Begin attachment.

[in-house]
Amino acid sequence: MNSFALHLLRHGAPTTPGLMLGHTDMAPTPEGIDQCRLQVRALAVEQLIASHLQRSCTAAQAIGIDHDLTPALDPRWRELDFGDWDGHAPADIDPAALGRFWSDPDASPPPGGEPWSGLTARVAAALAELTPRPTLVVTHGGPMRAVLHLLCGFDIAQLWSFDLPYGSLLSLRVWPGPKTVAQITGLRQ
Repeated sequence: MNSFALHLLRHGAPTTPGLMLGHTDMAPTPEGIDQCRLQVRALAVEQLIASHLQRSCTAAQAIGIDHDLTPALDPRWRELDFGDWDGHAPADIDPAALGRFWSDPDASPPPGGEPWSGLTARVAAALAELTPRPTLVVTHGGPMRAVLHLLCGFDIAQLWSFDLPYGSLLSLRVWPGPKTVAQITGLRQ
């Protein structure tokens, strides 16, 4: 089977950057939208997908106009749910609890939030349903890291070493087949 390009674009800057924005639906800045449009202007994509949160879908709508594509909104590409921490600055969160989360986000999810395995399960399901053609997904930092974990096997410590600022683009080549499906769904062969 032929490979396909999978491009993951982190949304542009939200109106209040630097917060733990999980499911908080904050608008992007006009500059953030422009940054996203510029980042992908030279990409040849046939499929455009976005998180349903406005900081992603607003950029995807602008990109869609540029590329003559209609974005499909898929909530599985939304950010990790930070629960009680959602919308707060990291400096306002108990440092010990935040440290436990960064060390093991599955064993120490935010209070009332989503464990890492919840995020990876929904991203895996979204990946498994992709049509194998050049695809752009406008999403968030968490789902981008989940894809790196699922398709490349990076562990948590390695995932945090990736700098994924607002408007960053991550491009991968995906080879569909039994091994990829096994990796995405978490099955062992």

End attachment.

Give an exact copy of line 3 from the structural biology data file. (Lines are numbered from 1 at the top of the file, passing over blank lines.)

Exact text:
Repeated sequence: MNSFALHLLRHGAPTTPGLMLGHTDMAPTPEGIDQCRLQVRALAVEQLIASHLQRSCTAAQAIGIDHDLTPALDPRWRELDFGDWDGHAPADIDPAALGRFWSDPDASPPPGGEPWSGLTARVAAALAELTPRPTLVVTHGGPMRAVLHLLCGFDIAQLWSFDLPYGSLLSLRVWPGPKTVAQITGLRQ